I'm blessed to have close friend, Steve Sceroler, share his recently purchased Mississippi whitetail property with me. Over the year, he spent countless hours on his dozer and tractors getting the place groomed. Steve reserved the private piece of heaven for his family, daughters and their friends, and whoever else was lucky enough to be invited to hunt… Yep, me! I spent several weekends at the camp with him this summer building gates and barbwire fences. Of course, there was a little fishing in between.
The fourth weekend of December started off like any other since whitetail season opened. With gear loaded, I drove north on Friday after work. I decided to press my luck on fuel and ending up running out 20 miles south of camp.
A 10:00pm phone call rustled Steve out of bed to come get me off the road. The lack of required sleep caused a change in plans. We would stay on the property for the morning hunt, rather than check out another area. I chose to hunt a tripod stand situated on the crossing of two lanes in the middle of a gorgeous pine plantation. Behind the stand, ran a creek with a bit of water in it. In front, a green grass strip that always seemed to spark the interest of a whitetail cruising through the pines.
Early the next morning, a nice 8-point stepped into the bend of the food plot and stood for a minute. I struggled to get a look at him. He very well may have been a shooter, but I couldn't make myself squeeze the trigger without being 100% sure. For the next hour and a half, I was kicking myself thinking I made a mistake for passing on the buck.
Suddenly, I heard twigs snapping and the distinct sound of whitetails slipping through the pines. I looked to my left and noticed a young back standing at just over 100 yards. After eyeballing him through the scope, I knew he wasn’t a shooter and I set my rifle back on the rail. Less than ten seconds later, another head popped out behind him.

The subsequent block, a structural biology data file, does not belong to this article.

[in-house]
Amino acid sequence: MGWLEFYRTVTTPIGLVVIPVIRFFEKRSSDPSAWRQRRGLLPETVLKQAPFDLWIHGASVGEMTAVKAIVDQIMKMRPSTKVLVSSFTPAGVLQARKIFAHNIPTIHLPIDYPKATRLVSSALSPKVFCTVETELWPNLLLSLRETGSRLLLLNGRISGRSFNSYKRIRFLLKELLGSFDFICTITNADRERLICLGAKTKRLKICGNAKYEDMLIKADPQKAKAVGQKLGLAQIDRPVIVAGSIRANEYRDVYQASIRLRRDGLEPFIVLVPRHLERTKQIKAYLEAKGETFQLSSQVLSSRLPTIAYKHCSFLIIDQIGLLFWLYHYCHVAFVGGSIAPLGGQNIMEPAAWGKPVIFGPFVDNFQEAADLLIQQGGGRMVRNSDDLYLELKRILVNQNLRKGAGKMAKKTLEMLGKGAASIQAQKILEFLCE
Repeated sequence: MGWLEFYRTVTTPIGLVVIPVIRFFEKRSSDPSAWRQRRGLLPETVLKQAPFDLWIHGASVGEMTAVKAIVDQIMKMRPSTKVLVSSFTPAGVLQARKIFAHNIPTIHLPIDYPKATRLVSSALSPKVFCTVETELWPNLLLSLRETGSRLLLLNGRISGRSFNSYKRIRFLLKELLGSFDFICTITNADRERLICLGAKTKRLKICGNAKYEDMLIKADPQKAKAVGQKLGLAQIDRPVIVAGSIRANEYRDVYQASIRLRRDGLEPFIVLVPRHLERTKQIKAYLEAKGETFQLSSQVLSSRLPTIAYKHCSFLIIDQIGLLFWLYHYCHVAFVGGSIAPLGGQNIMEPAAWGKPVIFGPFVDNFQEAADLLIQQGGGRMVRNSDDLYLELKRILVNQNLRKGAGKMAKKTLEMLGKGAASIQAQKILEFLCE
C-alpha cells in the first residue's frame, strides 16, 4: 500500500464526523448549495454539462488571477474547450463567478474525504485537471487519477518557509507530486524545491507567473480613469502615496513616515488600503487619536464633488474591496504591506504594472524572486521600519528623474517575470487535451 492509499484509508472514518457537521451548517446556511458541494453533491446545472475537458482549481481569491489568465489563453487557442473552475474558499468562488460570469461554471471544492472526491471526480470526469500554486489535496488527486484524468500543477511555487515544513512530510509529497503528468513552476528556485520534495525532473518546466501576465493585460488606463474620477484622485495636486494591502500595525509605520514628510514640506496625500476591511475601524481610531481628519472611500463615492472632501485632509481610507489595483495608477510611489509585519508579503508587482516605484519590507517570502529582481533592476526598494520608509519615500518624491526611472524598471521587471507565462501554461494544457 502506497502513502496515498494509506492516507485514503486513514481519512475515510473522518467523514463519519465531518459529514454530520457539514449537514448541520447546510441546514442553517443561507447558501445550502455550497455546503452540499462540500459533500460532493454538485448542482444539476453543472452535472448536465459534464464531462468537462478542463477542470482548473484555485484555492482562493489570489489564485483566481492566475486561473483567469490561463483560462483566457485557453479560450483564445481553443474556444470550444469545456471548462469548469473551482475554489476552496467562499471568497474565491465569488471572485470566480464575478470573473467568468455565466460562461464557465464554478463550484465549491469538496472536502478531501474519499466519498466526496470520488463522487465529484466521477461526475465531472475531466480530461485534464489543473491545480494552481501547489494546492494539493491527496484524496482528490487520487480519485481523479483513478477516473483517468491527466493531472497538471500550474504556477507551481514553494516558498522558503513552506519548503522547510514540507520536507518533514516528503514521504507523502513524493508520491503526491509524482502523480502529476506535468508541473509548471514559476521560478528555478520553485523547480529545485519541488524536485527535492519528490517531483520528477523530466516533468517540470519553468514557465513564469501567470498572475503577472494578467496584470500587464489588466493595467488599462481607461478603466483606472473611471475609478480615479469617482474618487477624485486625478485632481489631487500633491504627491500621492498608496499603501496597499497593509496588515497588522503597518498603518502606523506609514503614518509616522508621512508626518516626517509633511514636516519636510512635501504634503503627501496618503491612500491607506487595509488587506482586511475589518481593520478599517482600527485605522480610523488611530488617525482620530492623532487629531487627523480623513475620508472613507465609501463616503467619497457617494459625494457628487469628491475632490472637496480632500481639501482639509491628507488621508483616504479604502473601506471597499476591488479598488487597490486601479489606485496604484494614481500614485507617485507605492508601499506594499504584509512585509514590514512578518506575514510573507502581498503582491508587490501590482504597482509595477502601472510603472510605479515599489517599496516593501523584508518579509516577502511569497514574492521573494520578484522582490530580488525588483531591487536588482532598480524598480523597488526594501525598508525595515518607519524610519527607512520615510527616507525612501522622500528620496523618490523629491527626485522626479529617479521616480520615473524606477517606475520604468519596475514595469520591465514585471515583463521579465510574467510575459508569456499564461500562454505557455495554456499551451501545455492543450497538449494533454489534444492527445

I knew it was unlikely that a doe was following a young buck. My heart raced as the scope revealed great tine length and solid mass. When he stepped into the middle of the lane, I gave him a ''blah" with my mouth and he locked up, looking my way. His impressive headgear and huge body were exactly what I’d been holding out for. I squeezed off the shot, he bucked and lunged forward.
Once I made my way to where he was standing, I found the torn up dirt in the food plot where he lunged. Two steps into the woods, I found great blood and knew it was going to be a quick track job. The bloodtrail led me to the creek.
When I got to the edge of the creek and he wasn't laying there, I got concerned immediately, thinking he had made it up the other side - a 12 foot embankment. Perhaps a short track job wasn’t in the cards.
Fortunately, I couldn't have been more wrong! One step into the creek bottom and I saw his long tines and massive body breaking the surface of the water less than 40 paces to my right.
I was frozen in awe. The image of him laying in the running creek water, rack up, was unforgettable. I was so lost in that moment, all I could do was snap a photo to capture it forever.
I went back to camp and Steve's daughter, Sidney, and her boyfriend, Harris Schwing, helped drag him out of the creek and load him up. I couldn't have asked for a better morning than to spend it with my friends.
Photo: Sidney Sceroler.
Photo: Sidney Sceroler.
Thanks to Steve, Rhonda, Sidney and Mallory Sceroler for their unbelievable hospitality and friendship. Many thanks as well to my newest hunting buddy, Harris, for letting me be a part of their lives and their family hunting ground. I've got some special memories for life that we captured and shared together.